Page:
It is not uncommon to associate anger with fire; heated conversations, inflammatory words, and the need to cool down. But research is showing that depression is also fueled by the same internal defense system that causes us to have a fever with an infection. This defense is inflammation, and while it works great to help us fight the flu, if we have too much inflammation we can suffer arthritis, heart disease, diabetes, cancer and a host of other problems. When inflammation hits our brains, we become depressed.
A real breakthrough in depression treatment.
This link between inflammation and depression is truly exciting, because it could shift the treatment of depression away from the one-size-fits-all pattern of doctors handing out anti-depressants like candy to anyone who feels a little blue, and give rise to more individualized treatment. Plus, lifestyle changes have an enormous impact on inflammation, which puts the ability to ease your depression back in your hands.
As James M. Greenblatt, MD, author of the book The Breakthrough Depression Solution, explains, inflammation is a normal part of our immune system. When our bodies feel under attack from an injury or disease, our inflammation response releases cytokines, some of which are pro-inflammatory and some of which are anti-inflammatory.
Anyone who has ever taken an aspirin is acquainted with the idea of anti-inflammatory drugs. Our mothers probably gave us children’s aspirin to reduce our fever whenever we were sick. Aspirin is also recommended for persons who may be having a heart attack, or in low doses to prevent one.
Writing in Psychology Today, Dr. Greenblatt cites a study of depressed patients considered “non-responsive” to anti-depressant therapy. When the participants were given aspirin in addition to their regular medication, 50% showed improvement, and by the end of the study 80% were considered in remission. Pretty astounding stuff.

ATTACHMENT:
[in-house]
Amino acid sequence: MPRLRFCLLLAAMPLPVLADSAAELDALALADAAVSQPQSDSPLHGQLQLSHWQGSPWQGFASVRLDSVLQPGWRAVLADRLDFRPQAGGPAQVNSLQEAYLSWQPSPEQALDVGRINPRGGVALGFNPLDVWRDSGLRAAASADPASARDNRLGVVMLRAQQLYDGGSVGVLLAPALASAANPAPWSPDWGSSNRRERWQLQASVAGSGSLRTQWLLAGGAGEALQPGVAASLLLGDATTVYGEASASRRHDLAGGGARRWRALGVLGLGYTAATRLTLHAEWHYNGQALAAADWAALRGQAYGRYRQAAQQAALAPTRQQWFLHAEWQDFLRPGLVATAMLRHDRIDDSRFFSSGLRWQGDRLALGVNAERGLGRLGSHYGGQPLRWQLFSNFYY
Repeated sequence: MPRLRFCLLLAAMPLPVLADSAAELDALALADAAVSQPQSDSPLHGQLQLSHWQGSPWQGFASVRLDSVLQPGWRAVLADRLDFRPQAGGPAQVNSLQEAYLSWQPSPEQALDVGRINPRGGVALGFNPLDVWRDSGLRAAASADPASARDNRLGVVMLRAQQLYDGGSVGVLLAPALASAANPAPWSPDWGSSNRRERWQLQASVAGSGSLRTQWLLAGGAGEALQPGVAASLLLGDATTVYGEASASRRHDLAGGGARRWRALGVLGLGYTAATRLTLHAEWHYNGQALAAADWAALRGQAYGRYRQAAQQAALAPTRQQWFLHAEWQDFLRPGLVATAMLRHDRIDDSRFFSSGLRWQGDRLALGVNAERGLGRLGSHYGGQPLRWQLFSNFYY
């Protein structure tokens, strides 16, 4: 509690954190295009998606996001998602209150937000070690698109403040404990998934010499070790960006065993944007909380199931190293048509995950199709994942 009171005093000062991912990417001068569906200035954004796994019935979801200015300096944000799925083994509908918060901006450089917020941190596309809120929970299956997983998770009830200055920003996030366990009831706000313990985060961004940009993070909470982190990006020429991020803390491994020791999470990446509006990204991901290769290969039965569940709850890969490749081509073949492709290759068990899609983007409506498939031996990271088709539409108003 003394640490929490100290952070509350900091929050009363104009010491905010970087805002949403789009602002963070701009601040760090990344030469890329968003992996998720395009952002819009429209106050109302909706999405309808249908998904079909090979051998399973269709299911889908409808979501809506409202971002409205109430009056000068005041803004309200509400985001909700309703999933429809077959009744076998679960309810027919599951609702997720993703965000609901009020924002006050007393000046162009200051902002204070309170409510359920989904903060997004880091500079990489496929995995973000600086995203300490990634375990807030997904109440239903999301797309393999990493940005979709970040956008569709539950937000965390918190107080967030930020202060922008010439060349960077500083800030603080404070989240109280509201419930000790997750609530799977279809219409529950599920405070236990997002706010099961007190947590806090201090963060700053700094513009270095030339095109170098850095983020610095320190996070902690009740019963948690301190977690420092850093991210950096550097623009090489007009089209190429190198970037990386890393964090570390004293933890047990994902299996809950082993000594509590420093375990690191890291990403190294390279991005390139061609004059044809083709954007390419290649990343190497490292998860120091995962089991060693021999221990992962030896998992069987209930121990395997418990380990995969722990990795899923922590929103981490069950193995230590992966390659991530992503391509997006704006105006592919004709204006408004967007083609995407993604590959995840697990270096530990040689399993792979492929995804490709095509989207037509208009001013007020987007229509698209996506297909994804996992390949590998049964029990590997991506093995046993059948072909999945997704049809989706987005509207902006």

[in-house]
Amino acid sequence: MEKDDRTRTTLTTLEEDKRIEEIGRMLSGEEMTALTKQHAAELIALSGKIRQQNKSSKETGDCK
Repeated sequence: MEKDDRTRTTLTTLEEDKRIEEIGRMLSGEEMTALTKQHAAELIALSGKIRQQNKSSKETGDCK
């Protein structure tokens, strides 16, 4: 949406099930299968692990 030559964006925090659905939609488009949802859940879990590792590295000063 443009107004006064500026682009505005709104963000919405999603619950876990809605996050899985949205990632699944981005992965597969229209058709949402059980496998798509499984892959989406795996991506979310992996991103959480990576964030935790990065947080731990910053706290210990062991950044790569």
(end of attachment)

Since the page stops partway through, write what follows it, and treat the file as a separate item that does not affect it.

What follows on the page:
This does not mean you should start an aspirin regimen without checking with your doctor. But it does show that standard anti-depressant therapy is not the end of the story. In fact, Greenblatt writes that over the years anti-depressants have been only slightly more effective than placebos.
What we can do on our own.
According to Dr. Kelly Brogan, there are a number of lifestyle changes we can make to decrease the inflammation in our bodies and our brains. Food is a major contributing factor, and if you are having digestive problems, she says your gut may be telling you that your brain is inflamed.
Diet. Sugar, especially fructose and sucrose, cause spikes in our levels of insulin, and insulin causes the release of more pro-inflammatory cytokines. Artificial additives, pesticides, plastics and other chemicals get ingested whenever we eat processed foods, and our immune systems go into full battle mode to fight these intruders. If you think you may have a reaction to the gluten in grains, you might also want to try life without it for a while, and see if it changes how you feel.
Exercise. We know it makes us feel better, but beyond the release of endorphins, we may not have known why. Turns out exercise fights brain inflammation, too. Dr. Brogan recommends short 30 second bursts of intense exercise, with 90 second intervals of rest. Other research has shown these short bursts to also help fats move through your bloodstream and be beneficial to your heart. Eight to nine bursts, one to three times a week is a good place to start.
Meditation. As well as clearing your thinking, meditation has been shown to reduce inflammation in the brain. Studies have shown significant benefits to our nervous system from listening to a guided meditation for 20 minutes.
Selected supplements. My optometrist recommends Omega 3 for inflammation in the eyes, and cardiologists advise it for a healthy heart. Fish oils, curcumin, and other natural anti-inflammatory agents also help cool down your brain. Dr. Brogan also mentions that pro-biotics may be helpful for some people with digestive problems which are impacting their brains.
Avoid chemicals where you can. It is hard to clear all chemicals in our lives, but you can take care to avoid harsh cleaners, treated carpets, and weed killer on your lawn. The more bombarded our immune systems feel, the more inflammation we will feel.
These suggestions show up everywhere people write about building healthier lifestyles. Knowing they can help you beat depression by cooling inflammation in your brain is just one more reason to take the experts advice.
To read more from Dr. Greenblatt and Dr. Brogan, visit:
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